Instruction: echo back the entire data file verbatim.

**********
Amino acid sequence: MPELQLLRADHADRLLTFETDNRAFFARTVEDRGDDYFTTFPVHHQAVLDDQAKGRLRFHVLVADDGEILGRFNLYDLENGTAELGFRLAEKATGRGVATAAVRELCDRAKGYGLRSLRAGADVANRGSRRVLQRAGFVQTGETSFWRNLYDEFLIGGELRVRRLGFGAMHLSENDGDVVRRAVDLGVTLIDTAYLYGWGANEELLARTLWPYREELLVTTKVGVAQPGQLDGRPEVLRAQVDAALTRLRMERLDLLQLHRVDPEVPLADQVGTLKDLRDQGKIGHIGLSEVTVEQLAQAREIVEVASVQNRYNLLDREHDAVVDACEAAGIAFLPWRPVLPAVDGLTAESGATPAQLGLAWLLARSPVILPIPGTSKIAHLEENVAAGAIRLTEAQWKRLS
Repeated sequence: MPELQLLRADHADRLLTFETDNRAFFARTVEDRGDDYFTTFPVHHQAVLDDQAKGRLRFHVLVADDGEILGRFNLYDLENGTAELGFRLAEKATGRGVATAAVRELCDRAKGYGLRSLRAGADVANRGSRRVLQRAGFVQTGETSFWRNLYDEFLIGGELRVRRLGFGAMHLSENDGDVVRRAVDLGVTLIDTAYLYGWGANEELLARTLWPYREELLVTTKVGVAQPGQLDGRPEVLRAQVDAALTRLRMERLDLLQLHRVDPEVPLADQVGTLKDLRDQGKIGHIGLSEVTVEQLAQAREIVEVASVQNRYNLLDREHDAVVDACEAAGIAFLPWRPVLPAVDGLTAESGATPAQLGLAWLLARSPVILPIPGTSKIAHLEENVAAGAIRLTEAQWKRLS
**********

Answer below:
Amino acid sequence: MPELQLLRADHADRLLTFETDNRAFFARTVEDRGDDYFTTFPVHHQAVLDDQAKGRLRFHVLVADDGEILGRFNLYDLENGTAELGFRLAEKATGRGVATAAVRELCDRAKGYGLRSLRAGADVANRGSRRVLQRAGFVQTGETSFWRNLYDEFLIGGELRVRRLGFGAMHLSENDGDVVRRAVDLGVTLIDTAYLYGWGANEELLARTLWPYREELLVTTKVGVAQPGQLDGRPEVLRAQVDAALTRLRMERLDLLQLHRVDPEVPLADQVGTLKDLRDQGKIGHIGLSEVTVEQLAQAREIVEVASVQNRYNLLDREHDAVVDACEAAGIAFLPWRPVLPAVDGLTAESGATPAQLGLAWLLARSPVILPIPGTSKIAHLEENVAAGAIRLTEAQWKRLS
Repeated sequence: MPELQLLRADHADRLLTFETDNRAFFARTVEDRGDDYFTTFPVHHQAVLDDQAKGRLRFHVLVADDGEILGRFNLYDLENGTAELGFRLAEKATGRGVATAAVRELCDRAKGYGLRSLRAGADVANRGSRRVLQRAGFVQTGETSFWRNLYDEFLIGGELRVRRLGFGAMHLSENDGDVVRRAVDLGVTLIDTAYLYGWGANEELLARTLWPYREELLVTTKVGVAQPGQLDGRPEVLRAQVDAALTRLRMERLDLLQLHRVDPEVPLADQVGTLKDLRDQGKIGHIGLSEVTVEQLAQAREIVEVASVQNRYNLLDREHDAVVDACEAAGIAFLPWRPVLPAVDGLTAESGATPAQLGLAWLLARSPVILPIPGTSKIAHLEENVAAGAIRLTEAQWKRLS